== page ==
Roy: One of the huge problems I have with this type of class system, where there are multiple levels is that oftentimes it’s self‑sustaining in that the people that are at the bottom class are treated like crap, and given shitty assignments. They are given crappy, hard work and that type of thing. It’s almost like it’s really hard to overcome the handicaps forced down on you by the upper class developers.
“We’re going have riots with the 99 percent…”
Roy: “…complaining about the one percent…”
Clayton: I think that’s totally fair. It’s a culture thing. If the organizational culture is that there are different levels of people, and if it just so happens ‑‑ which is probably the majority of the time ‑‑ that the different levels of people are picked improperly or poorly.
Everything that happens to the people on the bottom of the totem pole reinforces the fact that they’re on the bottom of the totem pole, and every day you remind them they’re on the bottom of the totem pole. That’s where they’re going to be. You’re never giving them a pathway or any means to move up. They’re just going to leave.
Roy: Even if the expectation is if you work here long enough, that’s how you move up, I think even that is a bad idea. Even the idea of a meritocracy where if you do really well you move up is kind of a bad idea, because it should be the entire team that’s moving themselves up.
If it’s a meritocracy where my success is causing me to go up, that incentivizes me to sabotage everyone else on my level to make myself look better.
Clayton: If you don’t buy into team‑based work, and you don’t buy into the value you get out of team‑based work, it becomes pretty obvious. People are very smart about cheating the system, knowing who they have to influence or be influenced by…
Roy: Or sleep with.
Clayton: …In extreme cases, I suppose, to move up in the organization. I still think it all goes back to a culture thing. I think if you take the traditional software development organization, where you’ve got developers who are treated in some degree badly, but they are treated better than QA people, because they just lob their code over the wall and the QA people have to test it.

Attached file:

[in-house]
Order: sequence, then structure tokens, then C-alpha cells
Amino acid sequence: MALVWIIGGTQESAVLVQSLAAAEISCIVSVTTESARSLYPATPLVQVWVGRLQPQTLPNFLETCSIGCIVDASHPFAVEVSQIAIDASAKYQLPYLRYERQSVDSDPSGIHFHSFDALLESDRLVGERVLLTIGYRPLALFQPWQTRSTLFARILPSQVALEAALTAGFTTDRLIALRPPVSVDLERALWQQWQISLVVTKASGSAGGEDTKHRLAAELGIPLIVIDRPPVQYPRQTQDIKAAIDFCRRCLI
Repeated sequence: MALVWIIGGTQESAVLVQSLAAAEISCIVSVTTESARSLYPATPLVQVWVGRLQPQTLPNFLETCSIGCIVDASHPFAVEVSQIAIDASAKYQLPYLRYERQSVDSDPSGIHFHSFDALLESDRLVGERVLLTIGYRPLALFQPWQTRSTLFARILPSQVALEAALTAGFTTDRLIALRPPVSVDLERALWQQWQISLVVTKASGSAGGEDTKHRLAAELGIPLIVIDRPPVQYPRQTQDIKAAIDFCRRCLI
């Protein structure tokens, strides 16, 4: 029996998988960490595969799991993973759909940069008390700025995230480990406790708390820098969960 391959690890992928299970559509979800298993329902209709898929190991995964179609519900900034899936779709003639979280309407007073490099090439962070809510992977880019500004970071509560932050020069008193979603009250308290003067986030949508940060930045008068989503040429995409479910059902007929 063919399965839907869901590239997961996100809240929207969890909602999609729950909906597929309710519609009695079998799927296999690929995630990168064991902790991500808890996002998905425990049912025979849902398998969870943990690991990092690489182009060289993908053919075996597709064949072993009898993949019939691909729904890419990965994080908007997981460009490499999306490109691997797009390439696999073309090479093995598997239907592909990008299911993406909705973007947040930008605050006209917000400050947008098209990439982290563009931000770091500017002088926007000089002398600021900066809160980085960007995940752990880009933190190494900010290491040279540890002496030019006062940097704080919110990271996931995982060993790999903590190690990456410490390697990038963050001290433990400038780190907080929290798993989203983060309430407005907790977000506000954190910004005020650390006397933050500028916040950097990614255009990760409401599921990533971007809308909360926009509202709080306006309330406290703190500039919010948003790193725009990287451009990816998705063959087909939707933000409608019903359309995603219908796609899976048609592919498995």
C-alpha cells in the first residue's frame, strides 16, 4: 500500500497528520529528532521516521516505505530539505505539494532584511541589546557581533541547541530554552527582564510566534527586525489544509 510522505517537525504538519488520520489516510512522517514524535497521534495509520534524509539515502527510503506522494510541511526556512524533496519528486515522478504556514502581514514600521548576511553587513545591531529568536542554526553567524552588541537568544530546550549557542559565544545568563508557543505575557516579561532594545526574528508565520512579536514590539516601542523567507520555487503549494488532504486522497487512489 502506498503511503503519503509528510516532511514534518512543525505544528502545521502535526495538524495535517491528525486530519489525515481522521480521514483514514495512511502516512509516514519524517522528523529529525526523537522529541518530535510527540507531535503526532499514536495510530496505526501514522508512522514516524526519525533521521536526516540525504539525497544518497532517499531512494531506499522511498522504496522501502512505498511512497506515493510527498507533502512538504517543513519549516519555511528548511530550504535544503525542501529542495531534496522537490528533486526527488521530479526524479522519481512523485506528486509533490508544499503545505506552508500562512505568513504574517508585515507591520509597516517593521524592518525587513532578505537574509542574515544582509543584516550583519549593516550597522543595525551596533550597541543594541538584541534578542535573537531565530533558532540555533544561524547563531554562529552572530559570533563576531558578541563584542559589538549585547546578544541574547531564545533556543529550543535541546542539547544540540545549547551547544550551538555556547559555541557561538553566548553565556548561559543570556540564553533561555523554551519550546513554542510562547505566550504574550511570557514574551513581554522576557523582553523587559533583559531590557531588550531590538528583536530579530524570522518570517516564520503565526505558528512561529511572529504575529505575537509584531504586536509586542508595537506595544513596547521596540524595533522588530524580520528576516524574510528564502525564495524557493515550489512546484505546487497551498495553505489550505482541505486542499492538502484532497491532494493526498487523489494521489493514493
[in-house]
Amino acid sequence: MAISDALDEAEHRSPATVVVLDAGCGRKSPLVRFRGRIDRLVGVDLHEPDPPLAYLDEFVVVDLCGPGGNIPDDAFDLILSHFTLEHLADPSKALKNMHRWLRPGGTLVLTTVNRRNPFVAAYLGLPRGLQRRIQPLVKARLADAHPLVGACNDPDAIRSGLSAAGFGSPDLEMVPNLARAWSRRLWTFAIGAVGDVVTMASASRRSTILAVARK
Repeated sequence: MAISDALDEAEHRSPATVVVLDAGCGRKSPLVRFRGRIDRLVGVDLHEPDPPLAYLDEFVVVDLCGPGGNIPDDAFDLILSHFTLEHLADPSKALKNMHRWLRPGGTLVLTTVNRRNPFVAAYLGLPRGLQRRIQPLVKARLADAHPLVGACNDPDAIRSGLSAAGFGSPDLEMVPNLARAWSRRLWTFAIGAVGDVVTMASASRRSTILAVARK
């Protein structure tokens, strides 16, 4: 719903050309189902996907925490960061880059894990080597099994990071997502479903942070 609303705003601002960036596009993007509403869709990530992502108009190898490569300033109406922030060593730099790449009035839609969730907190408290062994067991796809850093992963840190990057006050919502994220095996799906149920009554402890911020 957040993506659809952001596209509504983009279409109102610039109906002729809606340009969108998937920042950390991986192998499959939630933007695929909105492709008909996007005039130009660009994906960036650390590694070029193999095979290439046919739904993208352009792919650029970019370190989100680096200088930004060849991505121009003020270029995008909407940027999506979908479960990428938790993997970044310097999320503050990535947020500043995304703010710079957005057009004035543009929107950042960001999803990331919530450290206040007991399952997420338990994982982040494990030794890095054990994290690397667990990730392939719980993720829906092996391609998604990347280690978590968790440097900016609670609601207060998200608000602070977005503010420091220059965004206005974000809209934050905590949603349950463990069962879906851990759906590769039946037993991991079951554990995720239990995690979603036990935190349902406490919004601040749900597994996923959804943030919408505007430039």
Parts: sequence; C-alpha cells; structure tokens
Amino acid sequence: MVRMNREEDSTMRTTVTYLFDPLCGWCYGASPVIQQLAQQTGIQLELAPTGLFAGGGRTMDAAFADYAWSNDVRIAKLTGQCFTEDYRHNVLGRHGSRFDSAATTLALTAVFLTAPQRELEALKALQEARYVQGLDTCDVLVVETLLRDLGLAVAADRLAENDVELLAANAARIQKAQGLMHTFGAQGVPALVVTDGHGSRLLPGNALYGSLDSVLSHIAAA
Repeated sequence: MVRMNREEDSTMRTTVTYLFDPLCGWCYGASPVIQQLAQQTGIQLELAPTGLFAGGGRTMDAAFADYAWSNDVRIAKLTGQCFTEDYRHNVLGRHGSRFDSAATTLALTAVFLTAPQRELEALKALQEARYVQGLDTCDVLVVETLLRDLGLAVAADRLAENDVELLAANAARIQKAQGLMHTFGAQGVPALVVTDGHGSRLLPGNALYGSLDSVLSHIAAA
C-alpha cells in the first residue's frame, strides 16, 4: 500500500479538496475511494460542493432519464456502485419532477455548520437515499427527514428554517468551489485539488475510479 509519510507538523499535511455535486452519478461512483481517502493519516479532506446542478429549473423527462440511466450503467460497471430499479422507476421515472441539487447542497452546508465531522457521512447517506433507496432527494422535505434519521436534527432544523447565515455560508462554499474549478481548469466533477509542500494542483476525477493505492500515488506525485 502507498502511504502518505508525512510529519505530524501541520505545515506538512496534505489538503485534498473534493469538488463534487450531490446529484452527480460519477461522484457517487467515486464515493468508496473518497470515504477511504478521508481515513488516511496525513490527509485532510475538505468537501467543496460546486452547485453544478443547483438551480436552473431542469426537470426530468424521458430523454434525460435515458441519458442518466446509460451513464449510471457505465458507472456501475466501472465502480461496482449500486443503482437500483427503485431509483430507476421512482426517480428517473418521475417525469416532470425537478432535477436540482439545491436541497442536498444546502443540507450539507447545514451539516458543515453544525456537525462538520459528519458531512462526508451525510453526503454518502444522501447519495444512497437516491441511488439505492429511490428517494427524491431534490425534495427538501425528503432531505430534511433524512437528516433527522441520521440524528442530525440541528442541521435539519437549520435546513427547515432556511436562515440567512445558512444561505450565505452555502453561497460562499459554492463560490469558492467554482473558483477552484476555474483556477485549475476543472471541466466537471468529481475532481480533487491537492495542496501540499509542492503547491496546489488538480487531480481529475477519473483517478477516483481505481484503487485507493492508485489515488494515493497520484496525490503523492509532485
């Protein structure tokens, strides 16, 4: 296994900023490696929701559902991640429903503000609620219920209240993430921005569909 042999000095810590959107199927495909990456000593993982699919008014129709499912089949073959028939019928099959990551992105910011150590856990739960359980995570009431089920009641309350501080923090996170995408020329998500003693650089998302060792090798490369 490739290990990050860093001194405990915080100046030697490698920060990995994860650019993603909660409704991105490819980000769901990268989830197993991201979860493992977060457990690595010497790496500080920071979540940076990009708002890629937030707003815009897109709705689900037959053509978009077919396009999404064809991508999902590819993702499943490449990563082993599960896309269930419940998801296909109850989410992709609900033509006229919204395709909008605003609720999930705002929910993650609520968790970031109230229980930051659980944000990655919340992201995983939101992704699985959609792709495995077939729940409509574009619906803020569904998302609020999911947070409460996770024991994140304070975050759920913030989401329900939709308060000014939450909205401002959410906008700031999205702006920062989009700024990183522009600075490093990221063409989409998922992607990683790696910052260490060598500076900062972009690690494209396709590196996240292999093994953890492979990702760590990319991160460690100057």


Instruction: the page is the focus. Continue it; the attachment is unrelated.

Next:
Roy: Is it that shit flows downhill syndrome a little bit too? I got crapped on by the senior developer so I’m going to take it out on the QA people?
Immoral To Not Give People Opportunity For Growth
Clayton: I think there’s something like that, too. I always remember that talk that Uncle Bob Martin gives about testing. He talks about how it’s basically immoral to have people do manual testing. The idea that someone would have a big binder and they go to some page in the application and they look at the binder and it says, “Step one ‑‑ enter x, y, z, colon, bracket, space and then click this button, then click this button. You do fourteen steps and then hit enter. Verify that the screen says this.”
How does any organization think that’s OK?
Roy: It’s totally demeaning to the people that work in those positions, too, especially if they are more qualified.
Clayton: The people never give a pathway to become better.
Roy: I’ve actually heard of organizations where they’re like, “Oh, we can’t have those people do that. They’re just testers. There’s no way they could ever be developers.”
Clayton: Exactly. I think there’s a bunch of testers who probably think, “I’m not interested in being a programmer. I don’t want to learn engineering stuff. That’s not what I’m interested in.” There’s still a bunch of things that, if you take more of a test automation approach, there’s a lot of things that you could have a testing background or a testing mindset, and still contribute just as equally to the overall value of what’s being built.
Roy: Those types of people could be invaluable in a planning meeting, and would be a very good compliment to a regular developer in a pairing environment. You would start to see the lines blur between the two, because I think, as with anything, the QA people that don’t like to learn coding is probably because it’s uncomfortable and new to them.
Clayton: That’s true. To give an example I was giving a presentation at this QA conference, this local QA conference recently, and I was describing some scenario. One of the people in the room had talked about how they could have avoided this big problem that they had if they had done better planning.